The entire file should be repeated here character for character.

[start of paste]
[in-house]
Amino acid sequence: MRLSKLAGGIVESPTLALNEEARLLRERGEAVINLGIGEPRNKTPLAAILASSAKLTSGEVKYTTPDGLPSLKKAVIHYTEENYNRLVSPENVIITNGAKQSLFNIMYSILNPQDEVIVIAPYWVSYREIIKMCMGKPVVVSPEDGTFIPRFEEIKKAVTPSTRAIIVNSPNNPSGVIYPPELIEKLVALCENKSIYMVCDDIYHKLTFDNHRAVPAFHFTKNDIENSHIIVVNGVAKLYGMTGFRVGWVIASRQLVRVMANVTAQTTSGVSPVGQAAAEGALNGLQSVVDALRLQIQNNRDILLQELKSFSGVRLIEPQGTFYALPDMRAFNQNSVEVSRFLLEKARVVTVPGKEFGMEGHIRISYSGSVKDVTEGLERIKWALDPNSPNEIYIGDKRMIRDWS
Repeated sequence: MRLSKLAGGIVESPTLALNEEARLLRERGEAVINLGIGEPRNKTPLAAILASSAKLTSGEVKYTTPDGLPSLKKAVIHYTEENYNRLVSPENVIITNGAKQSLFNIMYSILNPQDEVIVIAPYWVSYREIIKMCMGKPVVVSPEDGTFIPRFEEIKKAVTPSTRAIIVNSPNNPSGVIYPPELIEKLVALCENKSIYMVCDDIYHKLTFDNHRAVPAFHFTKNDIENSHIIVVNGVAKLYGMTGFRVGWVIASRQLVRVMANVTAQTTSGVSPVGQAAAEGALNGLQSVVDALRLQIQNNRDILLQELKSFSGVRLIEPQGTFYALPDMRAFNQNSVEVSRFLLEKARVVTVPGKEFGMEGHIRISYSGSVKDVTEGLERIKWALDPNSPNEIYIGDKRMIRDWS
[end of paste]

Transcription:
[in-house]
Amino acid sequence: MRLSKLAGGIVESPTLALNEEARLLRERGEAVINLGIGEPRNKTPLAAILASSAKLTSGEVKYTTPDGLPSLKKAVIHYTEENYNRLVSPENVIITNGAKQSLFNIMYSILNPQDEVIVIAPYWVSYREIIKMCMGKPVVVSPEDGTFIPRFEEIKKAVTPSTRAIIVNSPNNPSGVIYPPELIEKLVALCENKSIYMVCDDIYHKLTFDNHRAVPAFHFTKNDIENSHIIVVNGVAKLYGMTGFRVGWVIASRQLVRVMANVTAQTTSGVSPVGQAAAEGALNGLQSVVDALRLQIQNNRDILLQELKSFSGVRLIEPQGTFYALPDMRAFNQNSVEVSRFLLEKARVVTVPGKEFGMEGHIRISYSGSVKDVTEGLERIKWALDPNSPNEIYIGDKRMIRDWS
Repeated sequence: MRLSKLAGGIVESPTLALNEEARLLRERGEAVINLGIGEPRNKTPLAAILASSAKLTSGEVKYTTPDGLPSLKKAVIHYTEENYNRLVSPENVIITNGAKQSLFNIMYSILNPQDEVIVIAPYWVSYREIIKMCMGKPVVVSPEDGTFIPRFEEIKKAVTPSTRAIIVNSPNNPSGVIYPPELIEKLVALCENKSIYMVCDDIYHKLTFDNHRAVPAFHFTKNDIENSHIIVVNGVAKLYGMTGFRVGWVIASRQLVRVMANVTAQTTSGVSPVGQAAAEGALNGLQSVVDALRLQIQNNRDILLQELKSFSGVRLIEPQGTFYALPDMRAFNQNSVEVSRFLLEKARVVTVPGKEFGMEGHIRISYSGSVKDVTEGLERIKWALDPNSPNEIYIGDKRMIRDWS